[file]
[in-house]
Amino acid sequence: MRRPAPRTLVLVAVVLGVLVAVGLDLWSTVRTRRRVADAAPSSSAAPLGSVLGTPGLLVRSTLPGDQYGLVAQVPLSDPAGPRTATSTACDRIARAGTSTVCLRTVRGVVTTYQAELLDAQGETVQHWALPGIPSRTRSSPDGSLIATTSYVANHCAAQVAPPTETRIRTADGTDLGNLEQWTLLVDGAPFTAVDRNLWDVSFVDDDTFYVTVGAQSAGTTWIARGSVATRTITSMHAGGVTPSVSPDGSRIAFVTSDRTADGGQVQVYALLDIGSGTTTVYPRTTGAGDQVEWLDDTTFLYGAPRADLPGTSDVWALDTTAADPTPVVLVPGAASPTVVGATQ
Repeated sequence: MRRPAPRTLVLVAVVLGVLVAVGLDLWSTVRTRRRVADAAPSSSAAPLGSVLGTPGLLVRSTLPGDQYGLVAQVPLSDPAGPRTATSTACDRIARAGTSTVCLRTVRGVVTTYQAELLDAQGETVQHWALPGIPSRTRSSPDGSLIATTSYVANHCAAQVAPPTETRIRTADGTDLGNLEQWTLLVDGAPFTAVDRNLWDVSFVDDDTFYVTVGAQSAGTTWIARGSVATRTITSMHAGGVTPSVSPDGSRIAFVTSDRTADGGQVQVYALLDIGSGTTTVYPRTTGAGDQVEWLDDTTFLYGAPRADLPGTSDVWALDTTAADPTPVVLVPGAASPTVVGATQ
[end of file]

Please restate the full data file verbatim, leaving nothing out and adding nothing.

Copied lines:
[in-house]
Amino acid sequence: MRRPAPRTLVLVAVVLGVLVAVGLDLWSTVRTRRRVADAAPSSSAAPLGSVLGTPGLLVRSTLPGDQYGLVAQVPLSDPAGPRTATSTACDRIARAGTSTVCLRTVRGVVTTYQAELLDAQGETVQHWALPGIPSRTRSSPDGSLIATTSYVANHCAAQVAPPTETRIRTADGTDLGNLEQWTLLVDGAPFTAVDRNLWDVSFVDDDTFYVTVGAQSAGTTWIARGSVATRTITSMHAGGVTPSVSPDGSRIAFVTSDRTADGGQVQVYALLDIGSGTTTVYPRTTGAGDQVEWLDDTTFLYGAPRADLPGTSDVWALDTTAADPTPVVLVPGAASPTVVGATQ
Repeated sequence: MRRPAPRTLVLVAVVLGVLVAVGLDLWSTVRTRRRVADAAPSSSAAPLGSVLGTPGLLVRSTLPGDQYGLVAQVPLSDPAGPRTATSTACDRIARAGTSTVCLRTVRGVVTTYQAELLDAQGETVQHWALPGIPSRTRSSPDGSLIATTSYVANHCAAQVAPPTETRIRTADGTDLGNLEQWTLLVDGAPFTAVDRNLWDVSFVDDDTFYVTVGAQSAGTTWIARGSVATRTITSMHAGGVTPSVSPDGSRIAFVTSDRTADGGQVQVYALLDIGSGTTTVYPRTTGAGDQVEWLDDTTFLYGAPRADLPGTSDVWALDTTAADPTPVVLVPGAASPTVVGATQ